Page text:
Secretary for Social Affairs and Culture Alexis Tam Chon Weng pledged on Thursday that the government will strengthen its communication with Macau’s Roman-Catholic diocese and related groups before it launches another mapping show on the city’s religious and other landmarks in the future, but he was quick to add he believed that the mapping show held in celebration of the 70th anniversary of the founding of the People’s Republic of China (PRC) on the façade of the St. Paul’s Ruins – which was presented for three consecutive nights from Sunday to Tuesday by the Macau Government Tourism Office (MGTO) – was “no problem” and was liked by many residents and tourists.
Tam made the remarks while speaking to reporters after he got a winter flu shot at the Health Bureau (SSM).
‘Joyful & auspicious’
The special mapping show, titled “Glorious Splendour in Celebration of the 70th Anniversary of the Founding of the People’s Republic of China”, featured a story consisting of two parts: 1) United celebration by Macau residents; 2) Joyful and auspicious! Jointly celebrate the 70th anniversary of the founding of the People’s Republic of China!
In addition to a statement by the diocese on the matter, the National Day celebratory mapping show on the façade of Macau’s landmark was also criticised by netizens on the Internet for its perceived “disharmony” between the show’s contents and the religious significance of the UNESCO World Heritage-listed monument.
In its statement, the diocese claimed that the show had “evoked reactions of discontent” among the Catholic flock.
Tam said that as this year marks the so-called “double celebration” – the 70th anniversary of the founding of the PRC and the 20th anniversary of Macau’s return to the motherland, the Macau Government Tourism Office (MGTO) had decided to present the National Day celebratory mapping show on the façade of the St. Paul’s Ruins, with the aim of presenting the nation’s development achievements in conjunction with other regions on the mainland. Tam said that the show also aimed to present Macau’s prosperity and its cultural features to residents and tourists, creating a festive ambience.
Tam said that such shows are a kind of event that is widely liked by the public. Tam said that in addition to Macau, mapping shows held during festive periods on the Chinese mainland, in Europe and many other countries in the world are usually presented on landmark structures including churches, adding that the mapping shows feature a wide range of different themes.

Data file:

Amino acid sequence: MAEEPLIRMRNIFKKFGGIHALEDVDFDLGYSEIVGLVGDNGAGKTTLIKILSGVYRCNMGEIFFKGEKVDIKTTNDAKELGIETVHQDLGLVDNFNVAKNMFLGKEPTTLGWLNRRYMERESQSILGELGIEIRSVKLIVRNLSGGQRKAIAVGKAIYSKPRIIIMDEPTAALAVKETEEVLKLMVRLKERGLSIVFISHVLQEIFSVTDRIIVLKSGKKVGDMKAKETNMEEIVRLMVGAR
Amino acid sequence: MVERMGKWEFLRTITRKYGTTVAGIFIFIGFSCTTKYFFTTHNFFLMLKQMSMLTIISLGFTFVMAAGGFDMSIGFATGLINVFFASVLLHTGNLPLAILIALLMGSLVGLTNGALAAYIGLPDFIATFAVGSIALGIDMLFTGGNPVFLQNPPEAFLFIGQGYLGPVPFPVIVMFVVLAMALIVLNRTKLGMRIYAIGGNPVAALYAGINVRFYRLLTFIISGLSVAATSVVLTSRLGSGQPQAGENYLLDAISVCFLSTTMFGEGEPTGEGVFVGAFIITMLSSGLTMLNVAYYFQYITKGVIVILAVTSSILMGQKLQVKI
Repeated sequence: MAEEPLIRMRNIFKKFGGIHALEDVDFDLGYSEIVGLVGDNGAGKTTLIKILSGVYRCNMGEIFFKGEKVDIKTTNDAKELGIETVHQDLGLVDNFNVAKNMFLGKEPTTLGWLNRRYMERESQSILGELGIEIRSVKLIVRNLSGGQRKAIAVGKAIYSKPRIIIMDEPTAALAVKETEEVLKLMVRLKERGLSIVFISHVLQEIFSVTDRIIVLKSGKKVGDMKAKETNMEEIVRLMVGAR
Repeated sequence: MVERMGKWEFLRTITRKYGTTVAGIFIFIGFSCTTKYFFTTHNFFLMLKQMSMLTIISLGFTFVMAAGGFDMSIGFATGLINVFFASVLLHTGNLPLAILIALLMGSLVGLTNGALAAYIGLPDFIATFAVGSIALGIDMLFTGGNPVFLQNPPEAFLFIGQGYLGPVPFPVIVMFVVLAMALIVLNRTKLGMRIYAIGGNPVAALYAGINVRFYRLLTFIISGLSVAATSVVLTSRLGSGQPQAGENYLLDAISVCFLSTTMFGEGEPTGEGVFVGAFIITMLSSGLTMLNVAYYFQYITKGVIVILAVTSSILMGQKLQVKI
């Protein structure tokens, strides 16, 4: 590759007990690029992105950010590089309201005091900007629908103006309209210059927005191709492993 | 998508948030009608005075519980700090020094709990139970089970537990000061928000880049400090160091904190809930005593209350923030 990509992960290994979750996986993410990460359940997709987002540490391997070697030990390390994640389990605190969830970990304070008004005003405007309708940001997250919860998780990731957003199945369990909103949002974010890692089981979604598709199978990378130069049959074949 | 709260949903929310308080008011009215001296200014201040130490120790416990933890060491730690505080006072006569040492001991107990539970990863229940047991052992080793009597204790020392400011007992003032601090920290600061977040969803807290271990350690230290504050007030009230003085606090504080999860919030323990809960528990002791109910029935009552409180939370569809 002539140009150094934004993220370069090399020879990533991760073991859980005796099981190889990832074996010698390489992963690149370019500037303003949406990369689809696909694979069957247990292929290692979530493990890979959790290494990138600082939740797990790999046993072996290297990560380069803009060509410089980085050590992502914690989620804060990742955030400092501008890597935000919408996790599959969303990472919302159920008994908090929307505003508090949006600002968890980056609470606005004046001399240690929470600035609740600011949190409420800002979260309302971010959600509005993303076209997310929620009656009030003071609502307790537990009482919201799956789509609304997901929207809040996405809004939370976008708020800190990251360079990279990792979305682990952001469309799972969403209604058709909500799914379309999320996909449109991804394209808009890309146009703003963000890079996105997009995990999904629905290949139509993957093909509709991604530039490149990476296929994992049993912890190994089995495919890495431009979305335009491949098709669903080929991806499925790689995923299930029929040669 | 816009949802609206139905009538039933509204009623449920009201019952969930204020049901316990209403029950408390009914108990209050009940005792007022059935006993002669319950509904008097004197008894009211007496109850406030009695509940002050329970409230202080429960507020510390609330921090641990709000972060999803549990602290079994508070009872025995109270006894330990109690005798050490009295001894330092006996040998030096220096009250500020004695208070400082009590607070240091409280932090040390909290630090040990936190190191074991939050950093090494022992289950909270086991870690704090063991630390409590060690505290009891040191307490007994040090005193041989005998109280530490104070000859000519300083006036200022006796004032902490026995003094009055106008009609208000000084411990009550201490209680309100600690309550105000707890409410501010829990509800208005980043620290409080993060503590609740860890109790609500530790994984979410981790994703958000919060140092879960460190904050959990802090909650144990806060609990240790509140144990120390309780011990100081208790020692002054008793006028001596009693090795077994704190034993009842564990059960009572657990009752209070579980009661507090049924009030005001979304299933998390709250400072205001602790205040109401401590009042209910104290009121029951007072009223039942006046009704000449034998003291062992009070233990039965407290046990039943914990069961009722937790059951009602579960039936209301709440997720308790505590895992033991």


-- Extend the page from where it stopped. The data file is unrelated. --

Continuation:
Tam noted that the annual Macau Light Festival held by the government at iconic buildings and structures over the past few years also included a number of mapping shows on the façade of the St. Paul’s Ruins featuring various topics.
The Macau Light Festival has been held by the Macau Government Tourism Office at the end of every year since 2015.
Tam said that he respected the statement by the Macau diocese and its suggestions. Tam was quick to add he believed that the contents of the three-day mapping show on the St. Paul’s Ruins per se were “no problem”, and neither did the show target the diocese.
“I don’t think there was any problem with the contents of the mapping show,” Tam said, asking rhetorically, “Why was it a problem?” adding: “There have never been any problems since the Macau Light Festival started five years ago.”
Macau flower float in Beijing
Tam also noted that during the mass pageantry on National Day at Tiananmen Square in Beijing, the flower float representing Macau also contained a model of the St. Paul’s Ruins. The policy secretary urged the public to show understanding for the government’s “pure intent” to present the National Day celebratory mapping show on the façade of the St. Paul’s Ruins.
Tam said that the government would strengthen its communication with the Macau diocese, schools and other related associations before it launches another mapping show on the city’s landmark structures in the future, with the aim of improving mutual understanding and mutual “tolerance”.
In its “response to the mapping show projected onto the façade of the Ruins of St. Paul’s”, the diocese said that some faithful of the diocese had “expressed strong views over the matter.”
The statement noted that “the façade of the Ruins of St Paul’s is not only an iconic landmark of the city, it is also rich in historical and religious significance.
“Although the façade is no longer church property, it remains a symbol of the Catholic faith in Macau. “[The] faithful of different nationalities have deep feelings towards and a sense of identity with it.”
According to the Macau Post Daily, the statement added that “the show in question evoked reactions of discontent from quite a number of faithful of different nationalities, since it is deemed that the use of the historical monuments ought to correspond to its intended character.
“As the façade of St Paul’s represents the profound and long-standing Catholic heritage in Macau, the diocese wishes to propose that, should there be other “mapping shows” to be held in the future, their contents would do well to be related to the religious context of the said monument.
“The diocese is willing to engage in dialogue and to exchange ideas with relevant agencies, in the common endeavour to preserve and promote the precious historical monuments of Macau.”
The statement dated October 2 was signed by the chancellor of the diocese, Rev. Cyril Jerome Law, Jr.